Saskatchewan First Nations leaders are speaking out after a train derailment spilled millions of litres of oil last week near Lanigan, 126 km southeast of Saskatoon.
The chief of Kawacatoose First Nation in southern Saskatchewan released a statement saying he’s concerned about how the oil spill will affect his traditional land near spill site.
“Its been a week and neither the federal government nor CP Rail have reached out to the Kawacatoose First Nation despite the fact that some of our Treaty sustenance hunters have always hunted in this area,” says Tom Dustyhorn.
“I’m not only concerned about the environment and the oil spill’s impacts to wildlife and plants, I’m more concerned about the underground water and how that may impact our First Nation”.
The Kawacatoose First Nation is located in the Treaty 4 Territory in southern Saskatchewan near the town of Raymore, 80 km from the spill site.
On Dec. 9, a train carrying crude spilled an estimated 1.5 million litres of oil.
The derailed train burst into flames sending thick black smoke skyward.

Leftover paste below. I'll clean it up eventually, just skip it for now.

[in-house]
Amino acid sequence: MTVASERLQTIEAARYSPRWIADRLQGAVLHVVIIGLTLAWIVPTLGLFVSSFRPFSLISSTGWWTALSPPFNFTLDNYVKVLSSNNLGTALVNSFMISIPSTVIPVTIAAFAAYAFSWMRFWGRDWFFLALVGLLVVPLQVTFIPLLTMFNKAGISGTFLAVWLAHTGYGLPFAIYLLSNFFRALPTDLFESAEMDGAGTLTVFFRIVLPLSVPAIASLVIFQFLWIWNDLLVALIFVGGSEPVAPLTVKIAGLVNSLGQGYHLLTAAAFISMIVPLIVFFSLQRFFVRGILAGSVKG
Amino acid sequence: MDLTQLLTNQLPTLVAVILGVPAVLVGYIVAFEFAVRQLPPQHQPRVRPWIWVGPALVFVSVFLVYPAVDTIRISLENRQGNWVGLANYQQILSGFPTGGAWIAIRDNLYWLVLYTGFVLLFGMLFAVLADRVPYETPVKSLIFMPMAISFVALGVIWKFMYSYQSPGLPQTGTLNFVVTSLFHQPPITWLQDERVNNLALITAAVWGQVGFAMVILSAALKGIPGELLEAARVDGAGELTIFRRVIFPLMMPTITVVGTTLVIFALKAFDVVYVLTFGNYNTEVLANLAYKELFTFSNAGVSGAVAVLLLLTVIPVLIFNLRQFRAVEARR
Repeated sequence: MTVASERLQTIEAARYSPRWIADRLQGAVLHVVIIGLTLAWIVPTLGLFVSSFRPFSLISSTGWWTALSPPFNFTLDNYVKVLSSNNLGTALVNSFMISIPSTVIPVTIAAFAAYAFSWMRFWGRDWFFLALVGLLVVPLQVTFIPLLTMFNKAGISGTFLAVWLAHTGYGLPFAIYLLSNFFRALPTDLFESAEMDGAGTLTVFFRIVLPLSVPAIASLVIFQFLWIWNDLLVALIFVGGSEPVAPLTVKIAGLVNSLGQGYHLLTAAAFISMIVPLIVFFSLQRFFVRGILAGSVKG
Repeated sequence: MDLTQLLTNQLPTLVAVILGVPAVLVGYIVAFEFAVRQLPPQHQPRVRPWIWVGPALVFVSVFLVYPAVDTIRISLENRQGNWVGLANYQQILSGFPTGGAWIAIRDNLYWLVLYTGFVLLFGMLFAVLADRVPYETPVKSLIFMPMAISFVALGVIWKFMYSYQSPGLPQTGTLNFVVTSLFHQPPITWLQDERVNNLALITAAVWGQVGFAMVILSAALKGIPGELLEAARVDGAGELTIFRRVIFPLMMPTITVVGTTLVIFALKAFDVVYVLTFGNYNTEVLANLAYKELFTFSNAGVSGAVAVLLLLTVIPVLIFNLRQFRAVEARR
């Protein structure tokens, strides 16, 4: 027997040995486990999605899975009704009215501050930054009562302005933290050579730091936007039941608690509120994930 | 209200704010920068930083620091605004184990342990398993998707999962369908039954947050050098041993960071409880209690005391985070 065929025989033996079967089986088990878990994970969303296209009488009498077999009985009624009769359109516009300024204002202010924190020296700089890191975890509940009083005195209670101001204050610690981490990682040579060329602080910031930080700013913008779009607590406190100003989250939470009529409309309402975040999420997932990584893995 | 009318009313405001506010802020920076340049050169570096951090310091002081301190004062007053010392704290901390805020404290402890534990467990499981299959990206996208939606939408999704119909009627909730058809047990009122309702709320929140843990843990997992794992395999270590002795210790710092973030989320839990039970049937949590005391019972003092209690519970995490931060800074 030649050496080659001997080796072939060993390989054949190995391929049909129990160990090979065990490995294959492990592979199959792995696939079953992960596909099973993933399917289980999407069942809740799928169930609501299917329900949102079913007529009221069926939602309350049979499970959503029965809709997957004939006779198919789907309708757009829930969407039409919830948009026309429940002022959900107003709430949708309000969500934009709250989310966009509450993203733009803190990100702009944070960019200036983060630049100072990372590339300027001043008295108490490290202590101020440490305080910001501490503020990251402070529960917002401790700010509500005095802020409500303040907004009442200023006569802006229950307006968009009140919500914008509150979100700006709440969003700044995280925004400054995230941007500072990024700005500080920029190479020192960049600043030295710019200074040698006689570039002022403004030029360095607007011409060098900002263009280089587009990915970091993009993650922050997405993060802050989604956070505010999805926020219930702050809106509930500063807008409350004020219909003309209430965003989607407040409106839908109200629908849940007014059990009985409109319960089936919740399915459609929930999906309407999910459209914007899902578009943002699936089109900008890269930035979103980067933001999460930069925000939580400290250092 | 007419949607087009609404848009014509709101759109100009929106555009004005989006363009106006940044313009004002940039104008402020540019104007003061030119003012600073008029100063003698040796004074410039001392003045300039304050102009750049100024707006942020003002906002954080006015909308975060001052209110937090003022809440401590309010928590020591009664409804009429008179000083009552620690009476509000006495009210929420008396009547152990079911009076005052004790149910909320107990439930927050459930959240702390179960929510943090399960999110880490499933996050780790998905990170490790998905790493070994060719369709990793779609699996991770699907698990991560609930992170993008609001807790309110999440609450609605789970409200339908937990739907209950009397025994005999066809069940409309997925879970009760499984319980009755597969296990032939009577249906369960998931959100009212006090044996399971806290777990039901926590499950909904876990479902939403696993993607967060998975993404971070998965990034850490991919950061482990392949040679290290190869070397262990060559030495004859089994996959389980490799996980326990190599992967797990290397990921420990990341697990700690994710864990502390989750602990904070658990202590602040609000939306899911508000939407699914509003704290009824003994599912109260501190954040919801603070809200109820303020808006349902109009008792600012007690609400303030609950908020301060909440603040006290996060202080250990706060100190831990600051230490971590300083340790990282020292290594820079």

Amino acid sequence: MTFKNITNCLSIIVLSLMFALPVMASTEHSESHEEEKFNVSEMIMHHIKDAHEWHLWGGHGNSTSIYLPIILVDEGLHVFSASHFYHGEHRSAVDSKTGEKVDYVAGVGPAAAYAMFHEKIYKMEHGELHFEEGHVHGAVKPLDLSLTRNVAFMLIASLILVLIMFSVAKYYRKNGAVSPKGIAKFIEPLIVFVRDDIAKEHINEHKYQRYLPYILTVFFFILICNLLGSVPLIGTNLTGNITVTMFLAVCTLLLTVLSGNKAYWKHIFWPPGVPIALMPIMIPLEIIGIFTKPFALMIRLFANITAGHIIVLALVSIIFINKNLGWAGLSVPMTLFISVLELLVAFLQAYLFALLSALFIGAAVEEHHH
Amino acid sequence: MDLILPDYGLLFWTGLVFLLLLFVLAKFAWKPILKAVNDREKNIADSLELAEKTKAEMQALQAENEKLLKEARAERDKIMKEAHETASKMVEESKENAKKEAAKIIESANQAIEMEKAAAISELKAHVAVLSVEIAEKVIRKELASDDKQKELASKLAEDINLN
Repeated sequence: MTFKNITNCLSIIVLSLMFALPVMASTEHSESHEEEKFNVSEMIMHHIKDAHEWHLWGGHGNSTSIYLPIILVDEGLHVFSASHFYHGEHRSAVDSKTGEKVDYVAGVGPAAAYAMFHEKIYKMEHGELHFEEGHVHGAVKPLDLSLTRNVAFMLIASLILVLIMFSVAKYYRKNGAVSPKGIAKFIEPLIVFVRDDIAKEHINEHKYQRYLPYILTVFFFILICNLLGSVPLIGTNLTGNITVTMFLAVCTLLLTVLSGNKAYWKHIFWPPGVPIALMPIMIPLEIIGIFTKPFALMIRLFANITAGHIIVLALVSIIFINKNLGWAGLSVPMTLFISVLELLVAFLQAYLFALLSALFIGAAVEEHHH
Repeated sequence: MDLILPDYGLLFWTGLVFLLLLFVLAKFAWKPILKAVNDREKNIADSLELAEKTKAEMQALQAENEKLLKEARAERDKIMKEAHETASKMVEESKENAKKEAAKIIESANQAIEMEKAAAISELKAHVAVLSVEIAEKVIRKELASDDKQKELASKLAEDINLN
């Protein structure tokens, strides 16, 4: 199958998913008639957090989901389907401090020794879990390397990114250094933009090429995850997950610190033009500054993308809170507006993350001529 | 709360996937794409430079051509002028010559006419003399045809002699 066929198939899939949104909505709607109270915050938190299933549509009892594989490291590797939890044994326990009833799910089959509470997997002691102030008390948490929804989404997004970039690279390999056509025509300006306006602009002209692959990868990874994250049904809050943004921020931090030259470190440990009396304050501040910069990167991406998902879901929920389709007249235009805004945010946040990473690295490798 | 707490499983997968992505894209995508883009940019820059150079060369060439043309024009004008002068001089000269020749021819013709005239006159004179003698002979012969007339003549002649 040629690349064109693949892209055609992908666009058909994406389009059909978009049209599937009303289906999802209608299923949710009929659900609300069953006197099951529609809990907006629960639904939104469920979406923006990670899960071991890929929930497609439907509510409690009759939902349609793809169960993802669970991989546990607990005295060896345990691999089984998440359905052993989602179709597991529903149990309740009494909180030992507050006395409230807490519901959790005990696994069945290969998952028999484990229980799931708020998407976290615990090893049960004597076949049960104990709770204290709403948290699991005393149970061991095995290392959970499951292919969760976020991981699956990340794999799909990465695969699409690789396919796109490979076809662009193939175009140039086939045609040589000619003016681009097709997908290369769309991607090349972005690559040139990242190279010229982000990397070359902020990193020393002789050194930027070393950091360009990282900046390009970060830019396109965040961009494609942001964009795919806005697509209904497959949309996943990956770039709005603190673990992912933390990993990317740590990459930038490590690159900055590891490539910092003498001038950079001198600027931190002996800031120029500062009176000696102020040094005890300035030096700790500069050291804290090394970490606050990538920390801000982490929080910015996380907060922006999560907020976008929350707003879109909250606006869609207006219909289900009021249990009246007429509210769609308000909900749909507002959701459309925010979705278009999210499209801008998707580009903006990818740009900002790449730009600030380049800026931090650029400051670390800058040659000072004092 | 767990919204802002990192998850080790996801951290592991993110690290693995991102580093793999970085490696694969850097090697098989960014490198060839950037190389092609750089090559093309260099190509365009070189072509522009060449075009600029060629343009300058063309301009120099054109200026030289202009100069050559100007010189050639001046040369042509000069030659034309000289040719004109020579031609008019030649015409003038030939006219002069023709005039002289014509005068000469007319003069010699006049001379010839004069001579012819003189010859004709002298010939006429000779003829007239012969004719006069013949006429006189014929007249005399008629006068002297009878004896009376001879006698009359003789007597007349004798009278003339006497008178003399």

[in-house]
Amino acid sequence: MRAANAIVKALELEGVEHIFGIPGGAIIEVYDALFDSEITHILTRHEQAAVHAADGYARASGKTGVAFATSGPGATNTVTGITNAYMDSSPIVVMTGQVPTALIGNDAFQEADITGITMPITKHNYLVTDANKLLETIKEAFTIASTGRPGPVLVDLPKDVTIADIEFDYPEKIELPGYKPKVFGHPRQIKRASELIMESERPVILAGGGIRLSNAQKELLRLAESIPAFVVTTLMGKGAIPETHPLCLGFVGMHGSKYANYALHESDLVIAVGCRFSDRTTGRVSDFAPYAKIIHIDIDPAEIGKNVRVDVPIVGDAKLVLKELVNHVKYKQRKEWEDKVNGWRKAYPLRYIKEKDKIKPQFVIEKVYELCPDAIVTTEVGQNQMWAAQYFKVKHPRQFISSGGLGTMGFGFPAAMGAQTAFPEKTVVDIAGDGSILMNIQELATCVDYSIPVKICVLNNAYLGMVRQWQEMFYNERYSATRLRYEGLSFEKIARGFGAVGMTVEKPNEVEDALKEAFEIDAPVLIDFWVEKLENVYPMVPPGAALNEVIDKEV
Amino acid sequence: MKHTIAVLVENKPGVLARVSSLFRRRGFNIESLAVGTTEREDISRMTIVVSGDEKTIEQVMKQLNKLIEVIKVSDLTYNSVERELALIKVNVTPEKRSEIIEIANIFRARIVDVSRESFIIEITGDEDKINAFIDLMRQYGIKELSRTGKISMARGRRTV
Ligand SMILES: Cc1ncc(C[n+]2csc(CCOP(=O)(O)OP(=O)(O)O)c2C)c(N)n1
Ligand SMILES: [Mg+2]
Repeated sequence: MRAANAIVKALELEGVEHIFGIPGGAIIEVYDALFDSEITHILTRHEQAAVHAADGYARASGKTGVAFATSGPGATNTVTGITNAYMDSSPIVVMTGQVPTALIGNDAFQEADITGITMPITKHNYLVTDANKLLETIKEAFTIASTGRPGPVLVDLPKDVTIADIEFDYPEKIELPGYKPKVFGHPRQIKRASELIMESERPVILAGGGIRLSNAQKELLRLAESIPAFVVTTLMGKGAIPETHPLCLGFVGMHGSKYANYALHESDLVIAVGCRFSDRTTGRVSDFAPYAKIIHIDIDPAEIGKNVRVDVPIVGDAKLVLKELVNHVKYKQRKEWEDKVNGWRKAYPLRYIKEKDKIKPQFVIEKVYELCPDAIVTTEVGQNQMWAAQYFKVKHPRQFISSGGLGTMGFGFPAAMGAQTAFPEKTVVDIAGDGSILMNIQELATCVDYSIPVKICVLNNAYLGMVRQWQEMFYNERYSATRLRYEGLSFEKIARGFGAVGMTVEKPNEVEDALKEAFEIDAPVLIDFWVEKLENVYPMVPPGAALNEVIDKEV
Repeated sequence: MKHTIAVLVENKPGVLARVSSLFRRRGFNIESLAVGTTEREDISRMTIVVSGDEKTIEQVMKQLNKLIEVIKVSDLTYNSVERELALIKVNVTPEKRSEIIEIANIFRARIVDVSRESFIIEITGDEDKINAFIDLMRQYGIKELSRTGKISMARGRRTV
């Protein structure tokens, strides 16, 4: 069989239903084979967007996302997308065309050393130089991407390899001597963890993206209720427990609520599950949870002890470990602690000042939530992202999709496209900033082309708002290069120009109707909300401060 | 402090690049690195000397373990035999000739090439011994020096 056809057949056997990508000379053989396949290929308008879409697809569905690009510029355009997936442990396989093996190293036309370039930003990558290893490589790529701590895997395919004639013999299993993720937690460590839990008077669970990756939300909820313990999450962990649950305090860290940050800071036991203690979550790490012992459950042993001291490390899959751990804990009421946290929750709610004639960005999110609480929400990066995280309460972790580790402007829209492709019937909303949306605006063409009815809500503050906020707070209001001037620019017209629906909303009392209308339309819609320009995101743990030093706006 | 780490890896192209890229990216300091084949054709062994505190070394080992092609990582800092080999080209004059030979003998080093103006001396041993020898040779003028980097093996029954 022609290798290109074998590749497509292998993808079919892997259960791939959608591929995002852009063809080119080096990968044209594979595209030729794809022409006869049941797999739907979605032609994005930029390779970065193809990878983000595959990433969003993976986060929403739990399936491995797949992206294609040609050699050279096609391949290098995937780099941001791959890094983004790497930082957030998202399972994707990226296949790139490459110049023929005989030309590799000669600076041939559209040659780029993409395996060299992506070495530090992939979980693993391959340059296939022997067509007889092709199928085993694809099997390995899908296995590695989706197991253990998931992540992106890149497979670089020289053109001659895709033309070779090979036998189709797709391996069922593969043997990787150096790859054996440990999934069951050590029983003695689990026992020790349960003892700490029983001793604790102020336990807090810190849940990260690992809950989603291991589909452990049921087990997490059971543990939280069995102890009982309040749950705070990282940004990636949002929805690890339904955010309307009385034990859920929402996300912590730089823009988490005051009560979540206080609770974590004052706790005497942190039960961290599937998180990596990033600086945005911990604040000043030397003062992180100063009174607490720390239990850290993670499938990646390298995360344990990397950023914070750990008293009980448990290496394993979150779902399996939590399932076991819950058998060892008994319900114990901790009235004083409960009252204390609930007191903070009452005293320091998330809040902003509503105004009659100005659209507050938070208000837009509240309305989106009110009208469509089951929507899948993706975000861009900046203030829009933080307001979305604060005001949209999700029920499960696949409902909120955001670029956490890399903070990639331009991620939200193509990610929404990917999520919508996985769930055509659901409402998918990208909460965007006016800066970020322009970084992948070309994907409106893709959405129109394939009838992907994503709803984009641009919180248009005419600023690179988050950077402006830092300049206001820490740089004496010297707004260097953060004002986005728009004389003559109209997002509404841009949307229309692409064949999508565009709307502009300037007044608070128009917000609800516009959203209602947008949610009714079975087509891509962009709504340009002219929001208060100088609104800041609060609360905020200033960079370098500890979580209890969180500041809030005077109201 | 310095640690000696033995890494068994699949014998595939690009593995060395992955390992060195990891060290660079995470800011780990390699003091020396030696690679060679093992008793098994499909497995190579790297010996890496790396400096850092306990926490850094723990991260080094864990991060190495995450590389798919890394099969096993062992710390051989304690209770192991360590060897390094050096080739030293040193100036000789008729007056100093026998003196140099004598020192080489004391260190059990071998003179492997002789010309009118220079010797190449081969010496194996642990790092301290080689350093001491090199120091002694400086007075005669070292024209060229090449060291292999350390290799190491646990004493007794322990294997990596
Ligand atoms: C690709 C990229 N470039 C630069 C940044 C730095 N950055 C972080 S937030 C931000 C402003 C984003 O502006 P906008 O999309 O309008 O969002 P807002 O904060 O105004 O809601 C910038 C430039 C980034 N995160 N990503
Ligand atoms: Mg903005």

The provincial government says CP Rail is responsible for all costs associated with the spill, including emergency response and remediation.
The is the second major spill in Saskatchewan in the past three years.
In 2016, Husky Energy had a major pipeline spill into the North Saskatchewan River. The CP Rail spill involves more than four times the amount of what was spilled by Husky.
The spill last week caused a fire that lasted 24 hours and closed down highway 16 because of the smoke.
CP said in a news release that it did not believe local waterways had been affected, but after an investigation that status can change.
A team from the Transportation Safety Board has wrapped up its on site investigation. The railway said it was also investigating.
CP says the area will be cleaned up and restored.
Bobby Cameron, chief of the Federation of Sovereign Indigenous Nations supports Kawacatoose and wants to see all First Nation communities properly and thoroughly consulted on the environmental impact and clean-up efforts like this spill.
“A number of our people continue to live off these lands and practice their Treaty Rights in that area,” Cameron said. “Harvesters use the medicines that grow from the earth that has been contaminated and hunters feed their entire communities with the wildlife that are feeding in that affected area.
“Our people know these lands and have survived for many generations living off the earth. Their knowledge should be utilized in all stages of this clean-up effort.”